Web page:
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Re: - not unlike the ancients, then -- no, but unlike a lot of moderns Camilla Send a noteboard - 15/09/2009 06:35:50 PM
Interesting. I'm not entirely sure how revolutionary the distinguishing of gods/cults by use of epithet is, since it's fairly well documented by the Romans themselves (I can't speak to the Greeks, but I assume it was so with them as well EDIT: Wait, yes I can. Pallas Athena; never mind). Maybe revolutionary in a modern context.

In any case, a book that essentially practices reverse syncretism would be very interesting. How has it aged, though? As you note, '77 was quite a while ago.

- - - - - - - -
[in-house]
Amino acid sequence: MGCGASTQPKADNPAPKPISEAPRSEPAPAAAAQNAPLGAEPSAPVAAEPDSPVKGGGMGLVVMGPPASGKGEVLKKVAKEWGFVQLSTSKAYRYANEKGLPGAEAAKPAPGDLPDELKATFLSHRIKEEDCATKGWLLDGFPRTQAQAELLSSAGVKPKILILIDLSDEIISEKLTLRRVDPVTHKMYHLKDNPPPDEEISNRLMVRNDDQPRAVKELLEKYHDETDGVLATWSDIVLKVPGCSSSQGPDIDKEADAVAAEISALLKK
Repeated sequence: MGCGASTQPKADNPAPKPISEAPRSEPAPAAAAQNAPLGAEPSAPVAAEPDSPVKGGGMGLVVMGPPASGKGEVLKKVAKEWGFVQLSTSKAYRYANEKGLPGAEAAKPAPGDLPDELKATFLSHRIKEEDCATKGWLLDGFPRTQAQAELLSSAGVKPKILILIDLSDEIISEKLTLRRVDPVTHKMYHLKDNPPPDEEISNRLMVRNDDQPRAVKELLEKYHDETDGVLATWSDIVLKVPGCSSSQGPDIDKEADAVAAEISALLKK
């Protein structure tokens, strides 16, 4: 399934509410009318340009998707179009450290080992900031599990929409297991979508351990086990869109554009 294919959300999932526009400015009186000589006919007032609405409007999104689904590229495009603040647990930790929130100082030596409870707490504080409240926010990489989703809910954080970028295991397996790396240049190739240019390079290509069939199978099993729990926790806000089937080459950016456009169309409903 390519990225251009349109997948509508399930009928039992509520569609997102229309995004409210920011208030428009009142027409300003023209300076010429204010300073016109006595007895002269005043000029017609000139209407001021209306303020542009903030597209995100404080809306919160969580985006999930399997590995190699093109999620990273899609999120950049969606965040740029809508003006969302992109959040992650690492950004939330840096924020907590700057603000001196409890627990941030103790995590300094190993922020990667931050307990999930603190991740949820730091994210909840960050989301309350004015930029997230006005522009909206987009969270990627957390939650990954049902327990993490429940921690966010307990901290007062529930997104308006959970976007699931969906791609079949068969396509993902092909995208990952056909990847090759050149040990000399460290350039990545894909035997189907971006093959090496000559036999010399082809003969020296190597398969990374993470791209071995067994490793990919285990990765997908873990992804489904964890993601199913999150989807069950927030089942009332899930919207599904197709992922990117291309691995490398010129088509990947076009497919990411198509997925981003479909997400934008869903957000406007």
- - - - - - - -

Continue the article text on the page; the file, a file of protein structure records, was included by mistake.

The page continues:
I am noting his use of epiteths because there is all too much conflating going on when people talk about Greek mythology. There is an assumption that Zeus is Zeus and Apollon is Apollon. Burkert makes the distinctions explicit.

As I said, I find it hard to evaluate the book properly, but it was assigned as the main course text when I took Ancient Greek and Roman Religion at University some five or so years ago. He has a very historical approach, which I like; but compared to newer approaches to religion, there is little focus on sociology and feminism. Then, again, that is part of the reason why I like it.
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/Non-fiction: Greek Religion by Walter Burkert - 15/09/2009 05:50:14 PM 4757 Views
"He solves the problem of designation by assigning them epithets" - not unlike the ancients, then - 15/09/2009 06:29:57 PM 1174 Views
Re: - not unlike the ancients, then -- no, but unlike a lot of moderns - 15/09/2009 06:35:50 PM 1112 Views
I'll check it out, then. - 15/09/2009 06:46:30 PM 1254 Views

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